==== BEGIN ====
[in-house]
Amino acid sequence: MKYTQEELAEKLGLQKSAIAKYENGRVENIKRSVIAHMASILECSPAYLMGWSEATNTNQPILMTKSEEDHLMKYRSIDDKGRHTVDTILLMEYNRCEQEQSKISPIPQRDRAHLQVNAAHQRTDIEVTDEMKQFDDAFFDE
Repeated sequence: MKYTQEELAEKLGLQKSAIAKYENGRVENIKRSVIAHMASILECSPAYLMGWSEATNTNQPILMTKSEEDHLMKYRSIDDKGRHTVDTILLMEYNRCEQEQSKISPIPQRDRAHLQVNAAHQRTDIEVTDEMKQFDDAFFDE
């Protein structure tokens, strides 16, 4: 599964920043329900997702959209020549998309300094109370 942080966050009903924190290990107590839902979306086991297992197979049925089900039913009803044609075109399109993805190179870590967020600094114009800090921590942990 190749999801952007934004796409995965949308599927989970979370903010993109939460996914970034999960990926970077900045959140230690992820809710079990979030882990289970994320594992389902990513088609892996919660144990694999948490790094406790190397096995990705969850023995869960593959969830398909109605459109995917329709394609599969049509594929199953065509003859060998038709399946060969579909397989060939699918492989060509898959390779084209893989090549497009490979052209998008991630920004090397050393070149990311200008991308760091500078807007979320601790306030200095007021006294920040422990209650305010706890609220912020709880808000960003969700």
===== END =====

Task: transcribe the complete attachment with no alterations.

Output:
[in-house]
Amino acid sequence: MKYTQEELAEKLGLQKSAIAKYENGRVENIKRSVIAHMASILECSPAYLMGWSEATNTNQPILMTKSEEDHLMKYRSIDDKGRHTVDTILLMEYNRCEQEQSKISPIPQRDRAHLQVNAAHQRTDIEVTDEMKQFDDAFFDE
Repeated sequence: MKYTQEELAEKLGLQKSAIAKYENGRVENIKRSVIAHMASILECSPAYLMGWSEATNTNQPILMTKSEEDHLMKYRSIDDKGRHTVDTILLMEYNRCEQEQSKISPIPQRDRAHLQVNAAHQRTDIEVTDEMKQFDDAFFDE
């Protein structure tokens, strides 16, 4: 599964920043329900997702959209020549998309300094109370 942080966050009903924190290990107590839902979306086991297992197979049925089900039913009803044609075109399109993805190179870590967020600094114009800090921590942990 190749999801952007934004796409995965949308599927989970979370903010993109939460996914970034999960990926970077900045959140230690992820809710079990979030882990289970994320594992389902990513088609892996919660144990694999948490790094406790190397096995990705969850023995869960593959969830398909109605459109995917329709394609599969049509594929199953065509003859060998038709399946060969579909397989060939699918492989060509898959390779084209893989090549497009490979052209998008991630920004090397050393070149990311200008991308760091500078807007979320601790306030200095007021006294920040422990209650305010706890609220912020709880808000960003969700």